Even when its subjects fall into disillusion.
You gave to this process a critical spark
That lifted at least one subject out of the dark,
Though you surely enabled others to embark
On the quest to find the meaning of social justice.”
With that word I found myself becoming restless,
For the other two seemed unable to suppress
Some amusement at my wonder to see them here,
For I had not seen them for many years
And their presence unwittingly moved me to tears,
Thinking it meant their lives had come undone—
Oh, I had not thought death was so quick to come
Even if in the end it forgives no one.
Charlie, who had been the joker of our movement,
Came forward to grab my hand and pull me up
And then embraced me with a sardonic laugh,
Which made me almost suspect him of craft.
Though he was the one who first handed me the book
Of Marx, he eventually broke my heart and shook
My faith in others when he secretly took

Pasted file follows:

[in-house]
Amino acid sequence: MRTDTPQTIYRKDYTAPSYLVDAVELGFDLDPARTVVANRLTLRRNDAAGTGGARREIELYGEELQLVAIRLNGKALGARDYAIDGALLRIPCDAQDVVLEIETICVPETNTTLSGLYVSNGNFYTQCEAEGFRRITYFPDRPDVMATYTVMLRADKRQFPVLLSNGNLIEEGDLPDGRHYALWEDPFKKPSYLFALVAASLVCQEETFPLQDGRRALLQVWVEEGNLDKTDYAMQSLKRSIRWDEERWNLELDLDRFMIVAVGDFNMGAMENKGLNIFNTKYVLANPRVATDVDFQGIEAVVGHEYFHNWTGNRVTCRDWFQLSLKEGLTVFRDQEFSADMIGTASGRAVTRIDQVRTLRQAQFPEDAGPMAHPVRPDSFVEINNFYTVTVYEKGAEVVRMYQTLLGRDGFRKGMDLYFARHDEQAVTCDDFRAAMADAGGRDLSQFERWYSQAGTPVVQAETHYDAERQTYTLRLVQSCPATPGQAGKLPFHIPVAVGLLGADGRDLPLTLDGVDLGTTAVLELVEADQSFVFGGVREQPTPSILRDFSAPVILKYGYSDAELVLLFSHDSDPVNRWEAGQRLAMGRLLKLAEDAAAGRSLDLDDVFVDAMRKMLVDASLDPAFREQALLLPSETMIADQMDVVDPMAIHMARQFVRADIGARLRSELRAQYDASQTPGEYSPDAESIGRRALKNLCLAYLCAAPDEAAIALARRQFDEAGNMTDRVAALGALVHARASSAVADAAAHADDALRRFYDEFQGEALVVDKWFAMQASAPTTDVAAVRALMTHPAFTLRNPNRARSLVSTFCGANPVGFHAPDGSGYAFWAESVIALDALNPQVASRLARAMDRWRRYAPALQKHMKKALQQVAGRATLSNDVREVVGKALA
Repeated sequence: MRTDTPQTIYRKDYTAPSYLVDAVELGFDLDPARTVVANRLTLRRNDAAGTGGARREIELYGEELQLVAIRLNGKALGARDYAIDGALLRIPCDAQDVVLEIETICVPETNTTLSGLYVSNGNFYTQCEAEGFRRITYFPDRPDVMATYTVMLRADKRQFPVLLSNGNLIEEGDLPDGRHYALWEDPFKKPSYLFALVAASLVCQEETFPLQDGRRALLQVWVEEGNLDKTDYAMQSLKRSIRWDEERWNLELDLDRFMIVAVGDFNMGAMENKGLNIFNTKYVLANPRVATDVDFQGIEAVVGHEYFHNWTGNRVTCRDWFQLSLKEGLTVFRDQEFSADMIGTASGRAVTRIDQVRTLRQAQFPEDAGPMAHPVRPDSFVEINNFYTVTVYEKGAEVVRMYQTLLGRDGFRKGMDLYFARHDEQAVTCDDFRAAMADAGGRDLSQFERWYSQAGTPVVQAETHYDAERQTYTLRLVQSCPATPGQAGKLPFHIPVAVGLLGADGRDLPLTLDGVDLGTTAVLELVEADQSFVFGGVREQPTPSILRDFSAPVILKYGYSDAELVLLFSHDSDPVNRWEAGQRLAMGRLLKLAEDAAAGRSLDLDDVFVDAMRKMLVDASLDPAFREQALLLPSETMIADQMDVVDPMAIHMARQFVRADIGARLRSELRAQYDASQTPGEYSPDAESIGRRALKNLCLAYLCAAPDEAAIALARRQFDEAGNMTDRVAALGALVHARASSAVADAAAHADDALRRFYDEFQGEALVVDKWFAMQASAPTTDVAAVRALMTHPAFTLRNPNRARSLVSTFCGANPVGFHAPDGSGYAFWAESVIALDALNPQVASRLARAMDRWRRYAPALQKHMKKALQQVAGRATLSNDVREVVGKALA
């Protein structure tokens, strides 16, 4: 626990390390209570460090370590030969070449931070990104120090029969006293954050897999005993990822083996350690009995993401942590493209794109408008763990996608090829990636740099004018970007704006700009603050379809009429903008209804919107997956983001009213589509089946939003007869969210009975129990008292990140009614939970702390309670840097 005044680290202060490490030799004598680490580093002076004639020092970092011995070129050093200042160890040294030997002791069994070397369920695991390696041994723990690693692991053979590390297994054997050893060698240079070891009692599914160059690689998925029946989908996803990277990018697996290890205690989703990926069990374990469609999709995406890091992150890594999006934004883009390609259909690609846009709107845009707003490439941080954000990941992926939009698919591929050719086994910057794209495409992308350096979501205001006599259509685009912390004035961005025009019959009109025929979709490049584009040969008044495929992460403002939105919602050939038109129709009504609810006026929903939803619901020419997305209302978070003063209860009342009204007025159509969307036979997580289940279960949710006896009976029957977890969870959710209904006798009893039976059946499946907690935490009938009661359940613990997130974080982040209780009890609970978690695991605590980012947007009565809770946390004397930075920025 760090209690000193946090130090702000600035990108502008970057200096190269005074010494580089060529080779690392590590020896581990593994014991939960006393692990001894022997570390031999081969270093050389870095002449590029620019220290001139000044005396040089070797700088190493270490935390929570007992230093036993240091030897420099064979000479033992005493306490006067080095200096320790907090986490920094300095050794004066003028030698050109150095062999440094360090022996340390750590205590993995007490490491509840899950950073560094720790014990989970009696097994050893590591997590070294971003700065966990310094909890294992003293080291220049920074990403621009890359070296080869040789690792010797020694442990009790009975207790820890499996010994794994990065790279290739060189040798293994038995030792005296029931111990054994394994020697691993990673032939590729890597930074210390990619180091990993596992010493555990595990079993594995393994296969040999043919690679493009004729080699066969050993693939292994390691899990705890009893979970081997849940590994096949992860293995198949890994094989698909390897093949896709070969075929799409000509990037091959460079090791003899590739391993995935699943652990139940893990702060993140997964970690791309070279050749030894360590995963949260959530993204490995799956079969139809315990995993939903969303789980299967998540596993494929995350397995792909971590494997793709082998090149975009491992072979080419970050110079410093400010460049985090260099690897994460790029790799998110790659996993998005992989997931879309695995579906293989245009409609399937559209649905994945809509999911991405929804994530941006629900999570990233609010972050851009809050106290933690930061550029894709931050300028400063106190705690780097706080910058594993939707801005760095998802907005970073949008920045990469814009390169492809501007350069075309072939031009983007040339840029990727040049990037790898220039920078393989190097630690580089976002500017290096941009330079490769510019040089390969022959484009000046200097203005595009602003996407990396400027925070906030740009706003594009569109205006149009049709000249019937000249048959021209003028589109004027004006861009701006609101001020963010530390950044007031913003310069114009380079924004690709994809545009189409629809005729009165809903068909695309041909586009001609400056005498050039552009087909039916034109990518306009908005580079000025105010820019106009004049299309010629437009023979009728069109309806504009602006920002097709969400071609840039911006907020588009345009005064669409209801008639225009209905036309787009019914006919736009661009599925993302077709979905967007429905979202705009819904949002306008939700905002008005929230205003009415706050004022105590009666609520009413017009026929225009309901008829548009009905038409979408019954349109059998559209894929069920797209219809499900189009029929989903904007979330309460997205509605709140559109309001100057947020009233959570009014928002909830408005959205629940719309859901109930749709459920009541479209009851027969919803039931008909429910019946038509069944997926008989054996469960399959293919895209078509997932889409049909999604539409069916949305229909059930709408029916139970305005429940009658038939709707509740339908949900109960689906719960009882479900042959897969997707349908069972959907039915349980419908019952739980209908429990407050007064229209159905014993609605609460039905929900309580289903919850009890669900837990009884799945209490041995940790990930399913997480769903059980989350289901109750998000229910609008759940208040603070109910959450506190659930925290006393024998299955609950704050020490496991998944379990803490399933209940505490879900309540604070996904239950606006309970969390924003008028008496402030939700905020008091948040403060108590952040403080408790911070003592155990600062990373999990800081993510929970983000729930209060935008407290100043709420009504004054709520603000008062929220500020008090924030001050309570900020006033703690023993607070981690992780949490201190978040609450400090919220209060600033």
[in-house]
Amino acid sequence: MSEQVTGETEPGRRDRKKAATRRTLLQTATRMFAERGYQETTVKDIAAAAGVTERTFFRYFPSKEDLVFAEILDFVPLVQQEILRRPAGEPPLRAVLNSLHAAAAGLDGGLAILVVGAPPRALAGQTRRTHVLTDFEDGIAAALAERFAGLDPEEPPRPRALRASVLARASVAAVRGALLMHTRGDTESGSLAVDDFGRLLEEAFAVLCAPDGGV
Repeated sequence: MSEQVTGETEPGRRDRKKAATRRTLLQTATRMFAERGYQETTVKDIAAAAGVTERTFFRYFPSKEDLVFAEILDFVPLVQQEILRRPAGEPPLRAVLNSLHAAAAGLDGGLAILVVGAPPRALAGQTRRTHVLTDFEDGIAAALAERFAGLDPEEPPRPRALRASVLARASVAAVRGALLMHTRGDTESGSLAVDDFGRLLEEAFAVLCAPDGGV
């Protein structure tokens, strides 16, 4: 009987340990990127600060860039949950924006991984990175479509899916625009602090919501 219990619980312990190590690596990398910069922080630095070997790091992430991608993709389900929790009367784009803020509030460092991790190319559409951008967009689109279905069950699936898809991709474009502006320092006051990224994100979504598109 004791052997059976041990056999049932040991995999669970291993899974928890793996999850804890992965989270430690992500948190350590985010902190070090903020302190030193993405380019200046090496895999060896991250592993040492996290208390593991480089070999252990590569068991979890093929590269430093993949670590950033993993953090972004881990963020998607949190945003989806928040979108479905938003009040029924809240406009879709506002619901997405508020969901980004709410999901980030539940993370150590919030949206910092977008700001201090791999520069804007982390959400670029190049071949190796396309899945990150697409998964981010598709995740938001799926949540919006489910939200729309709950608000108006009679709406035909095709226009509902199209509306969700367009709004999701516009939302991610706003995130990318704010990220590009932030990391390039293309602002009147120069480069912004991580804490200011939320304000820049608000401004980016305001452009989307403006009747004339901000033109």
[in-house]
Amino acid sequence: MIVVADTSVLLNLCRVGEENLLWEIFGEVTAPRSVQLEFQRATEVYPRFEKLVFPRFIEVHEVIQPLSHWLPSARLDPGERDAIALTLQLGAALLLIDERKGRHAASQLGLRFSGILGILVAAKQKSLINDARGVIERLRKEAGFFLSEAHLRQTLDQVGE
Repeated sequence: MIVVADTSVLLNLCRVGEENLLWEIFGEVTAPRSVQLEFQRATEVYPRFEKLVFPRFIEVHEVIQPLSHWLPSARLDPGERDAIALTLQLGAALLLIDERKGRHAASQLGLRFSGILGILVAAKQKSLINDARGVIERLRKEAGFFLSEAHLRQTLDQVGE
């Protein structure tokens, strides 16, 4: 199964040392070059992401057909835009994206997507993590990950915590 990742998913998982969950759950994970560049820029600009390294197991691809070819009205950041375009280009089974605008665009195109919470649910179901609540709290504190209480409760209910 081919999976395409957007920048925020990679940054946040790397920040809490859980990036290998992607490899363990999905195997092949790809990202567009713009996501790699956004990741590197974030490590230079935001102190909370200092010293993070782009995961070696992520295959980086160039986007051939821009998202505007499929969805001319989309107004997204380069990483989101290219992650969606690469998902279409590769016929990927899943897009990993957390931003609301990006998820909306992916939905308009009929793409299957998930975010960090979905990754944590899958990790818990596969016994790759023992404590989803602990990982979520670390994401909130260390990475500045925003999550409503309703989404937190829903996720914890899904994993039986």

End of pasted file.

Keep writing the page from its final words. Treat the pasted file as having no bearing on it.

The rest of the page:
On the role of spy in the service of the police,
Though I knew this betrayal gave him no peace
And finally drove him to seek some release
By confessing to me what I already knew.
Though I forgave him, soon after he withdrew
From our struggle, and soon the others grew
Just as exhausted and weary of defeat.
Charlie spoke, “I’m so glad at last to meet
With you in this place where processes incomplete
Can be infused with new energy to restart—
Not as what they were when things fell apart,
But as something singular like a work of art.
The political has its own aesthetic dimension—
Not that it should follow a strict convention
That can produce imaginary pretension—
But that art and politics mutually expand
The boundaries of what we humans can understand
So that we see beyond what lies at hand,
Those things we imagine we can’t live without,
Which suspend social desire in a state of doubt,
And that’s what turned our movement into a rout.
When I betrayed our cause, I was driven by fear
That I would lose that phantasm called a career,
Though this one with me chose to be freer
When he gave it all up to be a just man
And stayed faithful to his political stand,
But which of us has led the life they planned?”
Then Cliff, the third man, stepped up to defend
The cause for which he sacrificed in the end